No extension of time granted to applicant who chose to progress claim in the FWC

 The Commission has found that no extension of time is to be granted to an applicant who made a deliberate decision, informed by legal advice, to continue to progress her claim with the Fair Work Commission (FWC) before commencing a claim in this Commission.


The applicant was employed part-time as a Support Programs Coordinator from February 2013 to April 2020. In March 2020, the respondent ceased the activity and support programs managed by the applicant due to the impact of COVID-19. The respondent discussed with the applicant possible options considering the cessation of activity, including standing down from her employment, reducing hours or taking annual leave.   

In April 2020, the respondent informed the applicant that consideration was being given to abolishing the position of Support Programs Coordinator.  The applicant was invited to meet to discuss potential redundancy; any suggestions to avoid the redundancy; possible alternate positions to which she may be redeployed; the impact on her and any other matters.  On 17 April 2020, the applicant was made redundant. 

In May 2020, the applicant made an unfair dismissal claim to the FWC. The respondent opposed the claim and notified that it had a jurisdictional objection on the basis that it is not a national system employer.  A conciliation conference was held on 25 June 2020 in the FWC, however no agreement was reached. On 29 June 2020, the applicant discontinued her claim in the FWC and commenced an application with the Commission.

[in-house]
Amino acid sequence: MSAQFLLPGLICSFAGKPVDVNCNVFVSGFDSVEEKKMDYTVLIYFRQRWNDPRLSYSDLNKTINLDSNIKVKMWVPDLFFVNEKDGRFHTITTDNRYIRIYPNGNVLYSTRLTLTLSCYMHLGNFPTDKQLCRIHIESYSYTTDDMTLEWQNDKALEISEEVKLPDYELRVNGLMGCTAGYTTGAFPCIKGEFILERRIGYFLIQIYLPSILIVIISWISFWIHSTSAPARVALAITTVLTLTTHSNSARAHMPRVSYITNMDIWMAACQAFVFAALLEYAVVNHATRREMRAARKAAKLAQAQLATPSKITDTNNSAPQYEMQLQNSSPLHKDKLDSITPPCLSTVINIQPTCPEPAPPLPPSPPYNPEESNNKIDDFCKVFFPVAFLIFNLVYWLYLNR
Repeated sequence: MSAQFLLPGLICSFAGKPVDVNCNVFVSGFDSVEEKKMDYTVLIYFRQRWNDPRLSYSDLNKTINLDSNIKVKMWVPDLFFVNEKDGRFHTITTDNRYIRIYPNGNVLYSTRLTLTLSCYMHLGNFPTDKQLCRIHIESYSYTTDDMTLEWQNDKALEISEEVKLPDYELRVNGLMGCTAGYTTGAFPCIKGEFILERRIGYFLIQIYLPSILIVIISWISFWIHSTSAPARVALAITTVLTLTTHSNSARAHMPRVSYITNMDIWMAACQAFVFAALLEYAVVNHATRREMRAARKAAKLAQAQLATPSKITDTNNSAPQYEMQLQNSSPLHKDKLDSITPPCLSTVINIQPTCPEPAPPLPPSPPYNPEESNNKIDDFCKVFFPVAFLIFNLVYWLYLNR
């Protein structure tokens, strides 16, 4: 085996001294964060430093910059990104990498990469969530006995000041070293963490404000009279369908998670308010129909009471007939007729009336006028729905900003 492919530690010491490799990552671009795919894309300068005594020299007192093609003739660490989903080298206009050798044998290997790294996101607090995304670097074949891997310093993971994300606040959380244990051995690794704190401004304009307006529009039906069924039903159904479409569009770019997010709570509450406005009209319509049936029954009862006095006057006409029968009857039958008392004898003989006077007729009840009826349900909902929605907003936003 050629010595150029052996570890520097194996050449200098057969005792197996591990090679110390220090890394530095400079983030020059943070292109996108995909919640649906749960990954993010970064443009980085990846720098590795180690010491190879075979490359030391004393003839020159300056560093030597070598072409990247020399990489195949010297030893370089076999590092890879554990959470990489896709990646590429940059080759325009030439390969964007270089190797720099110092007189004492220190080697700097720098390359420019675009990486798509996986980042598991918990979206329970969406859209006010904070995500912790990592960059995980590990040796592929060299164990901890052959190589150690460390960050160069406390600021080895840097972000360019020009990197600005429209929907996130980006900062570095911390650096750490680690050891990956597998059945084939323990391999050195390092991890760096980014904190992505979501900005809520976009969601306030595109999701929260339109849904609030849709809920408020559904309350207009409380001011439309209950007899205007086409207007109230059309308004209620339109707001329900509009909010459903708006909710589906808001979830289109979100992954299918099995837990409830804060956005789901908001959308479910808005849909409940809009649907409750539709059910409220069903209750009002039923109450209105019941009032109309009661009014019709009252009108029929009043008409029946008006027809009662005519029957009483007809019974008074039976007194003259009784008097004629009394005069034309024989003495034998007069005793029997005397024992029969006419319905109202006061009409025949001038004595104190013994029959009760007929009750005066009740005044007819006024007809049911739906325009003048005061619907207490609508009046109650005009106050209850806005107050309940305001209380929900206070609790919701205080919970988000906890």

The applicant asserted that she was not consulted, the redundancy was not genuine, and the implementation of the redundancy was rushed and chaotic.  The applicant contended that she ought to have been offered JobKeeper payments as were other employees of the organisation. The applicant submitted that the reasons for the delay in her application were outside of her control, and the respondent, by agreeing to enter into conciliation in the FWC, was seeking to delay any potential claim in the Commission. 

The respondent opposed the application and contended that the position was abolished for business and operational reasons and the process of implementing the consequential redundancy was not harsh nor unfair.  The respondent asserted that it was not appropriate to continue to engage the applicant under the JobKeeper assistance scheme, because it did not intend her position would continue.  The respondent submitted that the claim was made outside of the 28-day limit and that it should not be accepted out of time. 


In determining whether to grant an extension of time, the Commission considered the reasons for the delay, any action taken by the applicant to contest the termination other than by applying under the IR Act, the prejudice to the respondent, including prejudice caused by the delay. 

The Commission found that the applicant made a deliberate decision, informed by legal advice, to continue to progress her claim with the FWC and not make an application to this Commission, resulting in the delay. The Commission noted that the applicant had taken action to contest the dismissal other than by this claim and noted that there was little prejudice to them arising from the delay.  

The Commission found, however, that the decision to abolish the position did occur due to a genuine redundancy, in that the respondent determined the role was no longer required, and that it was not financially viable to maintain the role. The Commission noted that at the time the applicant’s position was made redundant, the unprecedented nature of the COVID-19 health crisis, and the changing environment and developing events may have been confusing. The Commission considered, however, that the respondent fulfilled its obligations to inform the applicant as soon as practicable after a decision was made; to provide the applicant with an opportunity to inform them of the impact of the decision; and to consider any alternate arrangements that may mitigate the negative impacts. 

The Commission determined that the applicant did not demonstrate the merits of her claim and the referral out of time was not accepted. 

The decision can be read here.